Professor Peter Higgs has retired from Edinburgh University
The Edinburgh scientist who gave his name to the Higgs Boson particle said it was "pretty likely" it would be found by the Big Bang experiment.
Professor Peter Higgs, 79, expressed confidence he would be proved right, 44 years after he proposed his theory.
Scientists hope the Large Hadron Collider operated by Cern will uncover the sought after particle, which is sometimes called the God Particle.
It is a theoretical explanation for the origin of mass in the Universe
It is also thought without the particle there would be no gravity.
But the particle - nicknamed the God Particle because it is thought to be so fundamental to the evolution of the universe - has not been discovered and to this day it remains a theory.
Asked whether he believed the God Particle would be uncovered, Prof Higgs said: "I think it's pretty likely.
"The way I put it is that if there isn't anything there, then it means I and a lot of other people no longer understand all the things we understand about these weak and electromagnetic interactions."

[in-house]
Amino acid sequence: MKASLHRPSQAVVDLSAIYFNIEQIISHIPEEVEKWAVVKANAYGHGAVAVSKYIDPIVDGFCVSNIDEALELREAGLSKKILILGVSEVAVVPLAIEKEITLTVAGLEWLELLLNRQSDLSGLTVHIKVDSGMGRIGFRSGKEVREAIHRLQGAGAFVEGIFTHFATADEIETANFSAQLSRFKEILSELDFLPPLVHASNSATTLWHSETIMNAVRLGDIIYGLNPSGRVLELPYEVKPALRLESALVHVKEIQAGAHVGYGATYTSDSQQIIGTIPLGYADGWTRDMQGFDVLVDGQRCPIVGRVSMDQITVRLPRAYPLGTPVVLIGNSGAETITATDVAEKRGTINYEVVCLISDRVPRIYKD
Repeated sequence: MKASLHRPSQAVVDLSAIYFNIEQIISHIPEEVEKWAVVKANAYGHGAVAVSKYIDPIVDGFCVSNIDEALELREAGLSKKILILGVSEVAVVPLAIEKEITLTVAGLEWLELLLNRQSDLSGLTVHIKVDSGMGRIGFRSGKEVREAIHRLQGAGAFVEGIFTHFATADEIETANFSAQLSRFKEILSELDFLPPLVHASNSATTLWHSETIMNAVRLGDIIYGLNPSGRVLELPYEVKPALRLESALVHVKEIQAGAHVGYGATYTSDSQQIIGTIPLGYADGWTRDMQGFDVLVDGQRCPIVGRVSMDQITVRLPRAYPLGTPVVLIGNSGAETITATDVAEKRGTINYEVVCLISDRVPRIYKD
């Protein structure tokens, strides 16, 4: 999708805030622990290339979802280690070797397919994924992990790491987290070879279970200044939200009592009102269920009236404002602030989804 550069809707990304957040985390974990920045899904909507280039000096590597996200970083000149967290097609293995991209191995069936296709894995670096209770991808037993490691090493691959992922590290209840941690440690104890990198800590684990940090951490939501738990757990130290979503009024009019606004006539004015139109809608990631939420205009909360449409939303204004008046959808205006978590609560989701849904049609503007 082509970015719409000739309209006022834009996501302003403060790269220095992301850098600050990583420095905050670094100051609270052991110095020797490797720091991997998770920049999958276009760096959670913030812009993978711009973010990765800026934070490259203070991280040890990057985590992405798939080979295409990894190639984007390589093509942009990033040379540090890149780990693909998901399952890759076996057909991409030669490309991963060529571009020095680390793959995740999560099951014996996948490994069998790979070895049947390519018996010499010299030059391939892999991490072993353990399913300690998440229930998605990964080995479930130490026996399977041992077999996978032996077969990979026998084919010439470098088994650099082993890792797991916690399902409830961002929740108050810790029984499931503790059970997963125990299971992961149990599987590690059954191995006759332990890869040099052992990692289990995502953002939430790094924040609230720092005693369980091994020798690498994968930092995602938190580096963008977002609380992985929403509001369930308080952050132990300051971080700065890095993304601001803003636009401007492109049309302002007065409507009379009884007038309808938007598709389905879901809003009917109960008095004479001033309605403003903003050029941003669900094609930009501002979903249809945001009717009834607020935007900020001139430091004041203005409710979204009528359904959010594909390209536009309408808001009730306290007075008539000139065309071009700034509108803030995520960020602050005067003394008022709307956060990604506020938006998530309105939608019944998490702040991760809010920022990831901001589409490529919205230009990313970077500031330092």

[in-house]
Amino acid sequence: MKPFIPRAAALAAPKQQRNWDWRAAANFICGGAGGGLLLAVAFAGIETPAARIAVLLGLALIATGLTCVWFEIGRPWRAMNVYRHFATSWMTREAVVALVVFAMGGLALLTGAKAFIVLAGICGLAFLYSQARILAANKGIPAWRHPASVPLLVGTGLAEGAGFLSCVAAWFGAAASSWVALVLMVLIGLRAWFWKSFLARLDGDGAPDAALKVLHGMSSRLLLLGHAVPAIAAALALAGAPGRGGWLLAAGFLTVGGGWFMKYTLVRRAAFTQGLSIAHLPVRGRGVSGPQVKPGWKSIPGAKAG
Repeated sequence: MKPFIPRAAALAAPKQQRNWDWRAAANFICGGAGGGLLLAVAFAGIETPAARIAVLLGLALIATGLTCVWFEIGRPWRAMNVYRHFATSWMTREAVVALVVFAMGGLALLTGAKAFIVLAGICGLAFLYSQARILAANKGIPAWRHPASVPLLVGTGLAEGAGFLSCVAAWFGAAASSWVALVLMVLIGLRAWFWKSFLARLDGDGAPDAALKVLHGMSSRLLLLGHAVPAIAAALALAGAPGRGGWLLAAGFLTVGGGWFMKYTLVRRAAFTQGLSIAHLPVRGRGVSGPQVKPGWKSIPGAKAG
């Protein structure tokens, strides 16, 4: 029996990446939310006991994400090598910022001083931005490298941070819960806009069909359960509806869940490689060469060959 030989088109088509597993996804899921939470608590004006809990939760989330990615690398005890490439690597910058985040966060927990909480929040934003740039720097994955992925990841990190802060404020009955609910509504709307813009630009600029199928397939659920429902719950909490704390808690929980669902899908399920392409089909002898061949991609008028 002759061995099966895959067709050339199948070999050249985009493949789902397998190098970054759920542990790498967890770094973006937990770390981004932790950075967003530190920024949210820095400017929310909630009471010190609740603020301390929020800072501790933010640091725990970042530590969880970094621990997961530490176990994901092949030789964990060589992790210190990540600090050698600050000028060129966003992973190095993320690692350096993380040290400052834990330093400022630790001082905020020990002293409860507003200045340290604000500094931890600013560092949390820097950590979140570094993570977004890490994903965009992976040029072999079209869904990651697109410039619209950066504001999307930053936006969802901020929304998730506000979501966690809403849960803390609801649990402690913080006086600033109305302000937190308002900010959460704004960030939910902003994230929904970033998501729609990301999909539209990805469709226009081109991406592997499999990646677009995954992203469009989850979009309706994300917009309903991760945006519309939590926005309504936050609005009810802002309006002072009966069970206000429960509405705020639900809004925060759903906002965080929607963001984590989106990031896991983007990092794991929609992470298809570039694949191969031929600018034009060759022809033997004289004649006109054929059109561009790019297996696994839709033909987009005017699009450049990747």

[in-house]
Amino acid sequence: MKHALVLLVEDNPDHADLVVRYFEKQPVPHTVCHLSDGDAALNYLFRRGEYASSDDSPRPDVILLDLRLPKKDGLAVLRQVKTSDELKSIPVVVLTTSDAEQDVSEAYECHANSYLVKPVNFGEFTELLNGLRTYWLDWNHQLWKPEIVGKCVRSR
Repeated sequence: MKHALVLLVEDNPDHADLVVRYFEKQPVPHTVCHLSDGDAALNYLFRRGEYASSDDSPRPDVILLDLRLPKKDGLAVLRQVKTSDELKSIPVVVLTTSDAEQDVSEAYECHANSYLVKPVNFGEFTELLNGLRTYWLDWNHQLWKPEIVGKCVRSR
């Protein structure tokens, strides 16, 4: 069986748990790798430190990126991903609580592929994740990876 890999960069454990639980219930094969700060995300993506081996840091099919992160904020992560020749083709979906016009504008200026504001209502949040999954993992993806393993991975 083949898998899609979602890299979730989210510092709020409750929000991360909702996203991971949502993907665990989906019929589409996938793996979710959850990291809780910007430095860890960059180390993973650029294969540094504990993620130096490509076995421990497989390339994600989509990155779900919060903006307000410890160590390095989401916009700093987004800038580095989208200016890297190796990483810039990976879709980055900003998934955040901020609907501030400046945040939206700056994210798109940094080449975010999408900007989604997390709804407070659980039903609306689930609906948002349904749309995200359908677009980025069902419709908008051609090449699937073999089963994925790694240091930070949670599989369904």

It was in 1964 that the scientist, now aged 79, carried out the work that eventually made his name. His theory has dominated the world of particle physics ever since.
Retired Prof Higgs returned to his working roots at Edinburgh University on Wednesday to give a briefing in the same street where he formulated his scientific theory 44 years ago.
Speaking in an office on Roxburgh Street, he said the idea gradually dawned on him over the course of a weekend.
"It wasn't a 'eureka' moment," he said.
"It was a gradual realisation that stored in a different part of my memory was something which helped me to understand how to solve what I was worrying about at that time.
"When I came back on the Monday to work here the first thing I did was go and check various other papers to see if my recollection was correct and it would help me."
Prof Higgs proposed a theory to explain how matter could acquire mass, which we perceive as weight.
The theory concerns a field, known as the Higgs field, that pervades the universe and can be thought of as being like treacle.
Particles are affected by the field as if they are wading through sticky treacle, making them sluggish.
Mass varies depending on how easily a particle can interact with the field.
He argued the invisible field should be associated with the particle now known as the Higgs Boson.
Prof Higgs said he believed it could be three years before the LHC produces answers about the Higgs Boson.
"I think it depends on how heavy the thing is. My understanding is that if it's heavier than most people expect, it'll be relatively easy to find."